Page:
Fewer viewers this time for Pacquiao-Bradley rematch
THE CROWDS were smaller and less rowdy this time though just as appreciative when boxing champ Manny Pacquiao finally capped his years in the ring with his resounding defeat of Timothy Bradley on Sunday.
However, they were unanimous in saying that he should give up his quest for a seat in the Senate (See related story).
At the Metropolitan Manila Development Authority (MMDA) gymnasium in Guadalupe, Makati City, there were fewer employees who watched the live streaming of the fight from Las Vegas, Nevada.
Security personnel told the Inquirer that the venue was packed with more spectators when Pacquiao fought but lost to undefeated fighter Floyd Mayweather Jr. in May last year.
But to Ronald Molina, an MMDA employee, the number of people watching the fight was not an accurate way of determining the popularity of the People’s Champ.
Filipinos should instead remember that Pacquiao remains among the few who brought honor to the country, he said.
For MMDA Payroll Unit Head Lynette Vale, the fewer spectators at the agency this year was not a sign of the boxer’s waning popularity. It was just that the MMDA announced quite late to its employees that there would be a live viewing of the match at the headquarters, she added.
“Actually, I felt sad that few people were able to watch the live telecast since compared to his fight against Mayweather, this one was more intense and full of action,” Vale said.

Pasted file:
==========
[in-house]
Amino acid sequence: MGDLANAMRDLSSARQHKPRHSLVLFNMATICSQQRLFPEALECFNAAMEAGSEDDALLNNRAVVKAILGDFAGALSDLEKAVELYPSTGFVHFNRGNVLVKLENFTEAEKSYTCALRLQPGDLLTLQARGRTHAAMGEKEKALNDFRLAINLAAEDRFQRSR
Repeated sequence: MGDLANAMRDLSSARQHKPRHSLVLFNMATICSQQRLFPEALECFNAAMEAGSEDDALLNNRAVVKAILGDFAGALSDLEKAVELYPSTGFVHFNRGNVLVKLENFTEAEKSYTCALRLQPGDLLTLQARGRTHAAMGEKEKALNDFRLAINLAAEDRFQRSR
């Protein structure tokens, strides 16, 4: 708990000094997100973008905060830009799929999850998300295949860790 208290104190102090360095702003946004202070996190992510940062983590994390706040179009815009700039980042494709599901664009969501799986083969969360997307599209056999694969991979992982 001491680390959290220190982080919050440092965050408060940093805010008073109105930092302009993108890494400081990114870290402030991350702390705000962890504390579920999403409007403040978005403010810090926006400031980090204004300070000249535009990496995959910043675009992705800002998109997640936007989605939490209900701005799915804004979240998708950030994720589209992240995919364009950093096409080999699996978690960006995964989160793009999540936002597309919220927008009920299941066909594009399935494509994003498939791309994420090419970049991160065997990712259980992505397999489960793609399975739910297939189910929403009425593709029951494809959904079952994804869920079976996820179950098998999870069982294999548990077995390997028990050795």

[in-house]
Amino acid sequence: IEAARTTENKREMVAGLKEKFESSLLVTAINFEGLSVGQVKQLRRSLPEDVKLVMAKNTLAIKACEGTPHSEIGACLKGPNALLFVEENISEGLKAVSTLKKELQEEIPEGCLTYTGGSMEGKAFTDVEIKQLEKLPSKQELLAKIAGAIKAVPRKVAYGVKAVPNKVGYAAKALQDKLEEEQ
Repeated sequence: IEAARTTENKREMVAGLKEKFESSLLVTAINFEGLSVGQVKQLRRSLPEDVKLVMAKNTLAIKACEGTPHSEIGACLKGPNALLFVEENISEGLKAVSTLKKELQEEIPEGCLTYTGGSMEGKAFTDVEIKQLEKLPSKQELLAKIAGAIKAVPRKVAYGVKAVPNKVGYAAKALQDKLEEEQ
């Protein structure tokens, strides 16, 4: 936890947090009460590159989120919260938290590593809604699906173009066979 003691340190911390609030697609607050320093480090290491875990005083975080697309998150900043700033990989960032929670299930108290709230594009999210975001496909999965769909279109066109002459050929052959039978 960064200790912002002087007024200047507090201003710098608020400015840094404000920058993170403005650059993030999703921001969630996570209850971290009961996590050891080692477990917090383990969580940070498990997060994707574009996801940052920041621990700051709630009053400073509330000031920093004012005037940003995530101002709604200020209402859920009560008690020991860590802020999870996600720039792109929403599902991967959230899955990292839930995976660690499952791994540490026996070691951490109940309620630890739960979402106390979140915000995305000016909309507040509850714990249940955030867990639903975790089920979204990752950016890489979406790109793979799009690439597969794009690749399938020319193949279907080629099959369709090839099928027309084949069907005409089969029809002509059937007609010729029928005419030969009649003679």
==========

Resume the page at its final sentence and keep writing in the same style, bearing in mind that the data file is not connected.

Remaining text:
In what has been dubbed “the best fight of their trilogy,” Pacquiao won unanimously against Bradley, with all three judges giving him a score of 116-110.
For Kester Malhabour Bilbao, a proud member of the LGBT community and Sarangani native, Pacquiao once again proved that he was a true fighter and a Filipino champion.
“He doesn’t need to redeem himself because he has already proven something in his whole boxing career and I think his comments about the LGBT community are separate [from what he has achieved as a boxer], he said.
Despite looking up to Pacman, however, Bilbao said he would not vote for him in the coming elections.
“Though he has a genuine heart to pursue his mission and vision in helping less fortunate Filipinos, being a senator is not the only way to reach out to these less privileged people,” he added.
His sentiments were echoed by boxing fan Loreto Escalada who told the Inquirer Sunday that while he has never failed to throw his support behind Pacquiao since he first faced off with Mexican boxer Erik Morales in 2005, he would not be as enthusiastic in backing Pacquiao’s Senate bid.
“There are many qualified candidates [for the Senate] and he has no background in crafting laws. I supported him purely because of sports, but not in politics because what’s at stake here is the future of our country,” said the 73-year-old Escalada who was among the around 500 people who watched Pacquiao’s match at the Marikina Freedom Park in Barangay Sta. Elena.
Interestingly, the fight failed to draw as much viewers as his more recent bouts with Chris Algieri in November 2014 and Mayweather last year. In Marikina, a large portion of the open-air venue remained empty when in previous fights, spectators had to climb up trees just to get a view of the match shown on a mobile LED screen.
The atmosphere in the venue was also noticeably less enthusiastic than in previous years. With a report from Aie Balagtas See
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